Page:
By Corey Brock
DENVER -- The hottest seat in baseball, as it turns out, doesn't actually come with a seat at all. It's simply a place to stand with a 10-inch wide rail for you to rest your beer.
And if it's an intimate view of the field you seek, this probably isn't the place for you.
You're not close enough to politely encourage Nolan Arenado to hit behind the runner for a change, nor can you shame Charlie Blackmon into reconsidering the practicality of his ridiculous beard.
But step away from the pricey premium seats at Coors Field and look up -- way up -- and you'll find baseball's hottest seat in The Rooftop, a 38,000 square foot bar and social area that can accommodate up to 3,000 fans in two-tiered standing-room only setting brimming with creature comforts.
"It was empty seats before and super depressing," said former Denver resident Jeff Thompson, who now lives in Seattle. "But now you have … this."
Whereas the upper deck seats in right field were once reserved only for pigeons and not patrons, it's now a gathering space for foodies, families and that demographic baseball keeps chasing (ages 21-30), making Coors Field another big league ballpark that has made or is considering changes to keep up with the fan experience and how they consume a game.
Elisa Berzins, the coordinator of promotions for special events and marketing for The Rooftop, said that a handful of Major League team officials have visited the area this season to take notes.
The Indians, who recently announced renovation plans for Progressive Field, will cut 5,000 seats and are moving ahead with plans for Opening Day 2015 that will include standing room areas and social spaces. They were "inspired" by the Rockies' Rooftop design, said team president Mark Shapiro.
The Indians conducted a three-year search of ballpark, stadium and arena trends to see what was being done in the way of the congregation spaces where fans could still view the action.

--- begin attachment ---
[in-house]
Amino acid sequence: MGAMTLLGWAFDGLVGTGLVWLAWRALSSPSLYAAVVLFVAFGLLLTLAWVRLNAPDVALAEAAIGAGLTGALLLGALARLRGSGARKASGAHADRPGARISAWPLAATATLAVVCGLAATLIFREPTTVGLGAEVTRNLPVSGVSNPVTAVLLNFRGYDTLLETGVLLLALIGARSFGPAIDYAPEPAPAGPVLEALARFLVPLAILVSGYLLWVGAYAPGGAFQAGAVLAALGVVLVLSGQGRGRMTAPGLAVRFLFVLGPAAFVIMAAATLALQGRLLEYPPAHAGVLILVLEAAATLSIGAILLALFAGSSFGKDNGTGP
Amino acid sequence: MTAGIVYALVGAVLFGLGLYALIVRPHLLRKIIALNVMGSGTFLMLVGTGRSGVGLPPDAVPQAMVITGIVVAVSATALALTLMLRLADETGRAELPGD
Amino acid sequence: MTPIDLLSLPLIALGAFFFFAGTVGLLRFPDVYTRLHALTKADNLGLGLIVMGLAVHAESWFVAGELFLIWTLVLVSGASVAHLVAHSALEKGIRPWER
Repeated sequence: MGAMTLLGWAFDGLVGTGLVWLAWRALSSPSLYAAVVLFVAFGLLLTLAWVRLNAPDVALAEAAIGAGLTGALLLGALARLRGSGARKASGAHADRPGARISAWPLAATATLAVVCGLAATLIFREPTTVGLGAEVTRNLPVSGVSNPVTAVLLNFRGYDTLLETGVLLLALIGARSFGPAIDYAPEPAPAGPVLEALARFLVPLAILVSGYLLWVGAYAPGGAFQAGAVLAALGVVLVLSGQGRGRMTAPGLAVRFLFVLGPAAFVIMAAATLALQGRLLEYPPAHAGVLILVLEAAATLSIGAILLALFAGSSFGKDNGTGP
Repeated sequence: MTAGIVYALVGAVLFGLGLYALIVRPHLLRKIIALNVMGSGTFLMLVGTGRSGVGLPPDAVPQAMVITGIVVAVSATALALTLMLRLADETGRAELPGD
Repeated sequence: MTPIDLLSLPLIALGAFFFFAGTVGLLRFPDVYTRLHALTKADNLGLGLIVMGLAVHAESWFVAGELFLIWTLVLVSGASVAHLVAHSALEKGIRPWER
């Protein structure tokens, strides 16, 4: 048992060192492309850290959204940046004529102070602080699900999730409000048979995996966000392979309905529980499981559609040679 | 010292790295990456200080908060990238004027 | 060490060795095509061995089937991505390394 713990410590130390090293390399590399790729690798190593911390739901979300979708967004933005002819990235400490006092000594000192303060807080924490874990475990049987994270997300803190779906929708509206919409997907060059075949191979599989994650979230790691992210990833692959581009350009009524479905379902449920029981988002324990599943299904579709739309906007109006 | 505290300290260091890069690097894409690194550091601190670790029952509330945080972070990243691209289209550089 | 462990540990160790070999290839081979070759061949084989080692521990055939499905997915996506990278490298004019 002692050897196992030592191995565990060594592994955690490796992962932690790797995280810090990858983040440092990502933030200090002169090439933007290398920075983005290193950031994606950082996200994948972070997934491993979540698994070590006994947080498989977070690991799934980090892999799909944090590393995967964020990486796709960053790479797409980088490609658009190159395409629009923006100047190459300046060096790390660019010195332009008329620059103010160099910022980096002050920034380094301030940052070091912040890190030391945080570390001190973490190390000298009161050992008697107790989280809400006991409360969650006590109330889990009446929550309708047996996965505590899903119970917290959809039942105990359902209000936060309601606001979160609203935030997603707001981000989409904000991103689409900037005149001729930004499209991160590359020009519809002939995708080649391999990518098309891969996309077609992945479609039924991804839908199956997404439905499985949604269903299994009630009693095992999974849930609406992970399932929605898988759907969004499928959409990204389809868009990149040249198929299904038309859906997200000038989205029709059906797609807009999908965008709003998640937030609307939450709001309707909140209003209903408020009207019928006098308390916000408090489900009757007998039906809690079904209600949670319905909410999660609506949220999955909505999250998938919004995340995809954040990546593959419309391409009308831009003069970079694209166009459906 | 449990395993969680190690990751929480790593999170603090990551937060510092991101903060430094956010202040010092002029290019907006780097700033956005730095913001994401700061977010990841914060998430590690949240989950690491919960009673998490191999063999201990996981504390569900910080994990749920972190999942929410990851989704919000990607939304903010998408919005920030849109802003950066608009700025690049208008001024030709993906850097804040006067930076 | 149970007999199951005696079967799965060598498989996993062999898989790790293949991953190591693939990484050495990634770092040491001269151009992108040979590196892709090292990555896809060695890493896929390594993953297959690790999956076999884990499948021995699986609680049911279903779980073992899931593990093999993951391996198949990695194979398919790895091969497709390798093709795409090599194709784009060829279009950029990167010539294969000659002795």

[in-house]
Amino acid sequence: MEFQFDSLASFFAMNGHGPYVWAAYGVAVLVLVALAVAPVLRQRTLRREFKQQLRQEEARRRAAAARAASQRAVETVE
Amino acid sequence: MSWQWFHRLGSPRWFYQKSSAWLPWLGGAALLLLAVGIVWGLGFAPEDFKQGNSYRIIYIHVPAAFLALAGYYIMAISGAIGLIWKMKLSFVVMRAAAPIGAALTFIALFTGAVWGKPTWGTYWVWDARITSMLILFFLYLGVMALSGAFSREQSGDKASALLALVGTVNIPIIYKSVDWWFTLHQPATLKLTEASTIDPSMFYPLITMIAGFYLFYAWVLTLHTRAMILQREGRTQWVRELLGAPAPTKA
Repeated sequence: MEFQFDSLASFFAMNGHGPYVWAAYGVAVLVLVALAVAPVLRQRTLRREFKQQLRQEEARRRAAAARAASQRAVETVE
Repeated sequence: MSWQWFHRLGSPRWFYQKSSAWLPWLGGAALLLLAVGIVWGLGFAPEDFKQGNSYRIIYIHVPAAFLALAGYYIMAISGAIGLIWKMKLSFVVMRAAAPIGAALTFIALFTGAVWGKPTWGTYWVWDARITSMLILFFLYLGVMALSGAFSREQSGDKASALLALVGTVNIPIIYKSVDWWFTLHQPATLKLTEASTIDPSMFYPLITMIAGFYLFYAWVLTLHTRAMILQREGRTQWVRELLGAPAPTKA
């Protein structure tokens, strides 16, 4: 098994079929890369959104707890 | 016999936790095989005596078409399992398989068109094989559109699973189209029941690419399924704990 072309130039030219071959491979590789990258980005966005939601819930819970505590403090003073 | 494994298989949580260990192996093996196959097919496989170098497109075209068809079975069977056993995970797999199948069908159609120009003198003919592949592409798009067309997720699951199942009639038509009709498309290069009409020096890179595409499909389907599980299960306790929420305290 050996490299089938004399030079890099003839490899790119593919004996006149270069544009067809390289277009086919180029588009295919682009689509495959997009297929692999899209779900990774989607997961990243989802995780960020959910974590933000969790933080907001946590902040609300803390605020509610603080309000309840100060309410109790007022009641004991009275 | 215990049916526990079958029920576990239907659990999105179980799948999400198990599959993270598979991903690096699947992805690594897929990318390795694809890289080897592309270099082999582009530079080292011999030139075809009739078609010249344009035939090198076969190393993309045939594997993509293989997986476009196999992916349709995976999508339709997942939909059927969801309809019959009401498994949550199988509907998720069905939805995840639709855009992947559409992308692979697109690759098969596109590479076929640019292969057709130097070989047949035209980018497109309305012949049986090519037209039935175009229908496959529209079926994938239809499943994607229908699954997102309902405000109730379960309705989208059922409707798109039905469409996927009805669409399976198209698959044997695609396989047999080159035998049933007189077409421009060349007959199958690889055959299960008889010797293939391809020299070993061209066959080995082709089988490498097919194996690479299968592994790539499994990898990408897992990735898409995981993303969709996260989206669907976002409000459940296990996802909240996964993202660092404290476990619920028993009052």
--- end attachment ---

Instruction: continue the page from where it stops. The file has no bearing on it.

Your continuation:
"That's areas where they can actually interact with each other and still see the field and be connected with what's going on in the game," Shapiro said.
It's clear that teams are looking at the ways fans are taking in a game now more than ever. The days of being anchored to your seat for nine innings and three-plus hours are gone. The game is shifting now to group gathering places, where interaction with other fans is easier. (So if you're watching a game and the seats look a bit more empty than you might expect, these new gathering spaces are often a reason why.)
In ballparks in Texas, Toronto, Baltimore, Minnesota and Tampa they've already embraced this concept, instituting similar gathering spaces that give fans a view of the field. The Astros are among other clubs currently considering making a similar renovation.
The Rockies might very well be heading toward 100 losses and their best player, Troy Tulowitzki, has been banished to the disabled list, but The Rooftop has allowed the club one a glimmer of hope, where the Colorado craft beer and good times flow.
The Rockies won't release revenue figures and their attendance figures are on-par with 2013 -- they rank 10th in the big leagues -- but it's evident that the Rooftop has been a big hit. Even for less-than marquee foes or non-weekend dates, the $14-$15 tickets (including a $6 concession or merchandise credit) are a hot commodity.